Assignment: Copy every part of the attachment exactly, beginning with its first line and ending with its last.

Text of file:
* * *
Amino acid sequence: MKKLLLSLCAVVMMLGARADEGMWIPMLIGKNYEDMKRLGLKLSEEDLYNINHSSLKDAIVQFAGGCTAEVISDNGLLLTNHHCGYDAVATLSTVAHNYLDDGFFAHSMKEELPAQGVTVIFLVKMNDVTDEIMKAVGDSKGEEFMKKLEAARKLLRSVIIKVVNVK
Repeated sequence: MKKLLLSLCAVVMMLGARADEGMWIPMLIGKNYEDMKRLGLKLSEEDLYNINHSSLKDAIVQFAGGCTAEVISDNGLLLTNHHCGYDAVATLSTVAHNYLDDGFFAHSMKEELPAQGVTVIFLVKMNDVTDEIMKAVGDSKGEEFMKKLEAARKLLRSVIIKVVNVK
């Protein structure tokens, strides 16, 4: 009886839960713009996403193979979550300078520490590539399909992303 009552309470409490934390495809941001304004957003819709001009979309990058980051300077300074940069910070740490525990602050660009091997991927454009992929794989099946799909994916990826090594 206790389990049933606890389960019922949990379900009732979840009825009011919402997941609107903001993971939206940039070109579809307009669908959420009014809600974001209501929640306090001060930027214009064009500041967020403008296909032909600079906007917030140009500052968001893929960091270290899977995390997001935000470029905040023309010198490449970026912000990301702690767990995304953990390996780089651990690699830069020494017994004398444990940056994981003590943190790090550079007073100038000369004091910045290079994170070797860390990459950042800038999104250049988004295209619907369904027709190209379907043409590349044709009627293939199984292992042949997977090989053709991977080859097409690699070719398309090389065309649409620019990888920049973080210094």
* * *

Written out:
Amino acid sequence: MKKLLLSLCAVVMMLGARADEGMWIPMLIGKNYEDMKRLGLKLSEEDLYNINHSSLKDAIVQFAGGCTAEVISDNGLLLTNHHCGYDAVATLSTVAHNYLDDGFFAHSMKEELPAQGVTVIFLVKMNDVTDEIMKAVGDSKGEEFMKKLEAARKLLRSVIIKVVNVK
Repeated sequence: MKKLLLSLCAVVMMLGARADEGMWIPMLIGKNYEDMKRLGLKLSEEDLYNINHSSLKDAIVQFAGGCTAEVISDNGLLLTNHHCGYDAVATLSTVAHNYLDDGFFAHSMKEELPAQGVTVIFLVKMNDVTDEIMKAVGDSKGEEFMKKLEAARKLLRSVIIKVVNVK
């Protein structure tokens, strides 16, 4: 009886839960713009996403193979979550300078520490590539399909992303 009552309470409490934390495809941001304004957003819709001009979309990058980051300077300074940069910070740490525990602050660009091997991927454009992929794989099946799909994916990826090594 206790389990049933606890389960019922949990379900009732979840009825009011919402997941609107903001993971939206940039070109579809307009669908959420009014809600974001209501929640306090001060930027214009064009500041967020403008296909032909600079906007917030140009500052968001893929960091270290899977995390997001935000470029905040023309010198490449970026912000990301702690767990995304953990390996780089651990690699830069020494017994004398444990940056994981003590943190790090550079007073100038000369004091910045290079994170070797860390990459950042800038999104250049988004295209619907369904027709190209379907043409590349044709009627293939199984292992042949997977090989053709991977080859097409690699070719398309090389065309649409620019990888920049973080210094």